Episode 277 – The One Where We Discover The Perils Of Japanese Bathrooms!

Feb 28, 2020

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In This Week’s Show, episode 277 I get my soul sucked out through a hole in a Japanese bathroom… by a scary old woman… who made Steve watch…

Now, grab a beer and help us test the god hypothesis — because, while the Yokai haven’t struck us down yet, we are trying their patience!

Shea’s Life Lesson

This week I learned that ancient Greeks did not know what french fries are, which may account for their physical fitness… And my lack of it.

Jenn’s Actual Lesson

Jenn sent us a recipe for her homemade Sizzurp which has been helping her with the milk lung, and with enough reviews she might be back next week!!

But before we get to all that, let’s have a beer!

This Week’s Beer

River Falls Red Ale – Thomas Creek Brewery – Greenville, South Carolina

Mr. Bible Pants

  • BA Link: https://www.beeradvocate.com/beer/profile/2454/7594/
  • BA Rating: 82
  • Style: Irish red ale
  • ABV: 6.2
  • Aaron: 6
  • Shea: 4
  • Steve: 4

This Week’s Show

Round Table

Many thanks to Steve E for providing yet another round of fabulous beers for us to review. BGJ has received them and we’ll get them into the lineup asap.

We have a sad update to a story we’ve followed for a while now. Our favorite crazy, daredevil, flat earther Mad Mike Huges, died crash landing his steam powered rocket over California while attempting to get to 5000ft. His parachute deployed only seconds after launch and was torn away giving him no way to land safely.

https://www.bbc.com/news/world-us-canada-51602655

Thanks to listener and tweeter Cody for telling us, Sunday February 29th is Rare Disease day. Rare Disease Day is an observance held on the last day of February to raise awareness for rare diseases and improve access to treatment and medical representation for individuals with rare diseases and their families. NORD, National Organization for Rare Disorders has been raising awareness since 2008.

https://web.cvent.com/event/28255629-6178-43b3-8a2a-880dde92fe44/summary?i=E958C9A2-A054-4C5C-8E2E-65C3692EAB01&tm=SGiz71wNP_8xJ9z22dVgK8G-vJ29-ggf3zluChYdDyw

Patreon Story

https://www.mentalfloss.com/article/59737/10-horrifying-demons-and-spirits-japanese-folklore

Scary Stories of Japan’s Scorned Ladies
Rocky and Bullwinkle “or”
Terrifying Tales of the Typical Treatment of Women.

Ahh Japan.

A beautiful land filled with natural wonders and ancient traditions.

Home to some of the world’s most amazing food, innovations, and bigotries — they’re absolutely killing it in the fields of misogyny and transphobia!

We covered the latter some time ago, so today, let’s look at the former…

Because Shea trolled us into telling tall tales of terrifying trickery I present to the patrons a plethora of preposterous parables — all with the same lesson: don’t be a woman, and especially, don’t be an old, unwed, woman!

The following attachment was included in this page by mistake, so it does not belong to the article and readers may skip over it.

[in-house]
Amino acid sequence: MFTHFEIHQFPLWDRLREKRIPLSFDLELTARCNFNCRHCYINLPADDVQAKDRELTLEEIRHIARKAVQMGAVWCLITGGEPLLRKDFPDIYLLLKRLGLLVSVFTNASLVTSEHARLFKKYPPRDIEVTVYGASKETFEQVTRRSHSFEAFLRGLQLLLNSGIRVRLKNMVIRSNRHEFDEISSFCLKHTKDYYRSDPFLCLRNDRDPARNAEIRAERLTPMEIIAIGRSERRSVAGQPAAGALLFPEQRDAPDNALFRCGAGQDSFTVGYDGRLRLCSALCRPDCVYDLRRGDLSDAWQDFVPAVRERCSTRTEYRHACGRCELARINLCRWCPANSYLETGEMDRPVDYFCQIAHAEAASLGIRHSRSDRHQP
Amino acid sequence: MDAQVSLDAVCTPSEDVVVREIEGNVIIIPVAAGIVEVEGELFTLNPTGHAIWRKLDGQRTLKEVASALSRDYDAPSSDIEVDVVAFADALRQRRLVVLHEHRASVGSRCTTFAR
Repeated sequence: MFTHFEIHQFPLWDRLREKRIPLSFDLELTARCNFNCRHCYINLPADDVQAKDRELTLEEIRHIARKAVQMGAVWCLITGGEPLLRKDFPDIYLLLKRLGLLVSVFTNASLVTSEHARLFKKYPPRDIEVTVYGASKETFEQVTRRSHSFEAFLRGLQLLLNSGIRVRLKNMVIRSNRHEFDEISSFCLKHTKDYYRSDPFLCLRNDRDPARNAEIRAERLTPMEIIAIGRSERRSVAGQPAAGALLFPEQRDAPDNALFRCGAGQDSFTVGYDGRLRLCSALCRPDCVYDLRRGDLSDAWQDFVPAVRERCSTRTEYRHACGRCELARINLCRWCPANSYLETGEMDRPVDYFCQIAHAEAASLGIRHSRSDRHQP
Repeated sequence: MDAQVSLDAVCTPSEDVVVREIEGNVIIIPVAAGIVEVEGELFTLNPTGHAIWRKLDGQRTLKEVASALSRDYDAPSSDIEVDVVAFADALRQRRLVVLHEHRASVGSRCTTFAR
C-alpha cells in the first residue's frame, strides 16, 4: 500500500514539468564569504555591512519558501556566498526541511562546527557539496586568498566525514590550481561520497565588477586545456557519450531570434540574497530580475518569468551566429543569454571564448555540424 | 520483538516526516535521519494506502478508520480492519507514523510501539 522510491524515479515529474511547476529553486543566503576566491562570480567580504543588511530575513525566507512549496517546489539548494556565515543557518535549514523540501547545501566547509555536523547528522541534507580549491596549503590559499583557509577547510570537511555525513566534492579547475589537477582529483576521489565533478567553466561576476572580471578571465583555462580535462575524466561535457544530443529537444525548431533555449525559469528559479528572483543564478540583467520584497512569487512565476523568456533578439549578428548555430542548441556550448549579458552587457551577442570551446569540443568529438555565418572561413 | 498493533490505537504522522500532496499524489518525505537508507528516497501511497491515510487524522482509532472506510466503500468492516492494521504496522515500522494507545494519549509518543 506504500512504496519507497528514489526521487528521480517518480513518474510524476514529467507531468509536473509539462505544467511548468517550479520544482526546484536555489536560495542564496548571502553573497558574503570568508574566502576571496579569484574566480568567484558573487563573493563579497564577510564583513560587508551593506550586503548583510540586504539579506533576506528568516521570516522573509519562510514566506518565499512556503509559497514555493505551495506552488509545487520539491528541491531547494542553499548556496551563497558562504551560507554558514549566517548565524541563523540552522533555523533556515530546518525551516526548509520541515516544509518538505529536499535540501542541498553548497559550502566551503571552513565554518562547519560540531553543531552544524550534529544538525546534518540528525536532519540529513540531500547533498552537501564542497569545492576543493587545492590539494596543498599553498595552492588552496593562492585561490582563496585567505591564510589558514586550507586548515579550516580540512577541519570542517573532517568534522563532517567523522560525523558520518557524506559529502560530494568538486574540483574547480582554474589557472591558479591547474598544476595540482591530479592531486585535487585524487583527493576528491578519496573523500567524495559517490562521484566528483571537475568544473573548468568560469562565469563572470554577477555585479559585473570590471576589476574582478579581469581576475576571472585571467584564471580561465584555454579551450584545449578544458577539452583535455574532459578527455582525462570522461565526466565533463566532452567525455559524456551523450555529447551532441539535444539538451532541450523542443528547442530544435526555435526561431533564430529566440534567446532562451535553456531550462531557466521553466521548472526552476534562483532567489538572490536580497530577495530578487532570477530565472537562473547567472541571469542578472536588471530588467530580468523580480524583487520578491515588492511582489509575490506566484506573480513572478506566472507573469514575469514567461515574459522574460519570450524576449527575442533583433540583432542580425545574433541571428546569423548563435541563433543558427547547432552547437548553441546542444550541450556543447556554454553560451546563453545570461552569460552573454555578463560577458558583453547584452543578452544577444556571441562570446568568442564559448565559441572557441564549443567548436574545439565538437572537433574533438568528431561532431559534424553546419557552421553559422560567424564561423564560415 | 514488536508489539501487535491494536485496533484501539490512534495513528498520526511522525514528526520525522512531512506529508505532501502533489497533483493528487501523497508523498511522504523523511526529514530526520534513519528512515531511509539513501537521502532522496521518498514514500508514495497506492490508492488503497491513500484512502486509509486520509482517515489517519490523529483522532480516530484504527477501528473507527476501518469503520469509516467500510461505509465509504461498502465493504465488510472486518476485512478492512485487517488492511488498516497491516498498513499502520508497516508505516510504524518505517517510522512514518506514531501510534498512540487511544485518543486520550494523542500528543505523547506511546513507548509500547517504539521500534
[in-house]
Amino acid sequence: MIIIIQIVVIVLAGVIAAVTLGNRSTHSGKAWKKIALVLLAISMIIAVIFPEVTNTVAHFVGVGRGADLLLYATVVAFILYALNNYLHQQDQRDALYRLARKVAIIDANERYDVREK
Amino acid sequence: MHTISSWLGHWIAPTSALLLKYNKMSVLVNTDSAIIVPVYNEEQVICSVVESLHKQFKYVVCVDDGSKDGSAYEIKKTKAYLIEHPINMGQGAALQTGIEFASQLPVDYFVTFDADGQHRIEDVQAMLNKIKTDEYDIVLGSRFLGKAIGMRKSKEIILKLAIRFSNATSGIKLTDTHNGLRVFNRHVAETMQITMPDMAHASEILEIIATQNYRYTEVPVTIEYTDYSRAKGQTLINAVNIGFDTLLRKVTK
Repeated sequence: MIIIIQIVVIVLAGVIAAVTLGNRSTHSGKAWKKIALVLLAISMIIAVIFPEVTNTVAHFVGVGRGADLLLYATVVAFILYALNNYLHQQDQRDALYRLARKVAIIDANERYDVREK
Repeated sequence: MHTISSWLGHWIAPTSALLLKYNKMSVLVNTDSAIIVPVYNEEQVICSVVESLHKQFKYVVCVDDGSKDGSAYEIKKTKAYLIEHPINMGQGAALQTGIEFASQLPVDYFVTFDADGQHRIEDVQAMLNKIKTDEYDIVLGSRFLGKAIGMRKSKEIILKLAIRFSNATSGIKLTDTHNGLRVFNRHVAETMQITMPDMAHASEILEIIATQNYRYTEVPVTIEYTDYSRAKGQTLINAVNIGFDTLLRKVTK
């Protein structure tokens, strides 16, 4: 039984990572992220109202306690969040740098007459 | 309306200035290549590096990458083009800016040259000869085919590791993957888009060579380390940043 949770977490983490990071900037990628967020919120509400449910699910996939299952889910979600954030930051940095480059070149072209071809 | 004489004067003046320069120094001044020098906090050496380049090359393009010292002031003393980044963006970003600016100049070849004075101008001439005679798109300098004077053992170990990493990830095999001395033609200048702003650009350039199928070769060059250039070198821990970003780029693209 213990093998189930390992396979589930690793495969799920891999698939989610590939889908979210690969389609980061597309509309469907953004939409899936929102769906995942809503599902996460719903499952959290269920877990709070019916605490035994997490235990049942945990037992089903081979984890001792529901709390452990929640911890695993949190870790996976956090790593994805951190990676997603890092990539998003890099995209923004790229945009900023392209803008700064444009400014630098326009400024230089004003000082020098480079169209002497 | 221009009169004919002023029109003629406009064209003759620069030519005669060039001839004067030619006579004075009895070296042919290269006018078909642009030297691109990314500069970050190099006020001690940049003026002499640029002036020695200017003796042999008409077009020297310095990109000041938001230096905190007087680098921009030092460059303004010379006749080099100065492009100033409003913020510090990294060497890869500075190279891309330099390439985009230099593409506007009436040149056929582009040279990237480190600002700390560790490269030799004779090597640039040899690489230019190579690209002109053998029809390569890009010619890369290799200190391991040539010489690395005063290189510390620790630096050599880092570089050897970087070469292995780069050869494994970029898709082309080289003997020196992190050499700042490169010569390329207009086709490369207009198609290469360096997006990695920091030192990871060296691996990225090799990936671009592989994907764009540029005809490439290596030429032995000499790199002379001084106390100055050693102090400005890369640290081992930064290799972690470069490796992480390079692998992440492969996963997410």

Seriously, it’s bad for everyone else’s health.

For example, the monk Anchin.

Our story begins with Kiyohime, a young woman who, apparently, was far more into Anchin than he was into her. Realizing that her lover was losing interest she did what any woman not yet properly diagnosed with hysteria would do: she started stalking him. Until one day while he was doing yee-oldie Japanese boat stuff, she followed him out into the river and since swimming + vagina = cursed, she turned into a fuck’n river serpent ya’ll. Because fuck it why not. Terrified by the horney swamp monster trying to mud-snew him Anchin ran to a nearby temple where the other monks hid him under a bell. Unfortunately, to a scorned serpent-woman a giant monastic bell is basically just a dutch oven. Curling herself around the bell to prevent his escape she breathed fire into the bell, roasting him through… not unlike the choshu pork I made us for dinner.

So there ya go, don’t be a crazy stalker-harlot in a river or you’ll turn into a dragon…

I said they’d be similar lessons, not good ones.

Doing away with green scales let’s move to white kimonos and the tale of Yuki-onna. She’s usually described as having white skin, a white kimono, and long black hair. Think, a clean version of the creepy asian girl in the Grudge… or Ring… or… umm, the one where she crawls out of the TV because you resurrected a VCR.

She appears in winter storms — and most anime and manga — gliding about like an Irish nun. Being a hollow, soulless kinda bitch, she devours human essence. Her favorite method of killing people is to blow on them… so…
Yeah, enjoy that softball…

Once her victims are frozen she stops blowing and starts sucking… their souls out.

If you’ve seen any sword and sorcery or demon hunting anime, especially Demon Hunter, you’ve seen a Yuki-onna.

So there ya go, don’t be a frigid ice-harlot in a snowstorm or you’ll turn into an anime trope.

Unless being an anime trope is your thing, in which case you could do a lot worse than hot-magical-pale woman. You might, for example, get stuck being a magical-old-woman. Which is decidedly less great.

If you can, you’ll want to be the cool and wise, tiny but ferocious, grandma type—not the marginalized by society and forced to live on human flesh in the mountains type, like the Yamauba. And no, the Yamauba isn’t the Japanese version of a fine chocolate-adjacent drink. It’s an old mountain spinster who offers shelter to young, soon-to-be mothers wondering about the forests looking for a log to birth under. I guess.

The point here is that Japan doesn’t seem to have period hovvels or birthing yurts so… into the forest with your bothersome self! Anyway the Yamauba’s plan is a standard Hansel and Gretel-Witch setup but without all the extra steps waiting for the kids to grow up or baking them. The Yamauba will eat the baby, mother, and if it’s been a while, anyone else who walks by.

So there ya go, don’t be an old, unwed, spinster or you’ll turn into a marginalized member of society… oh.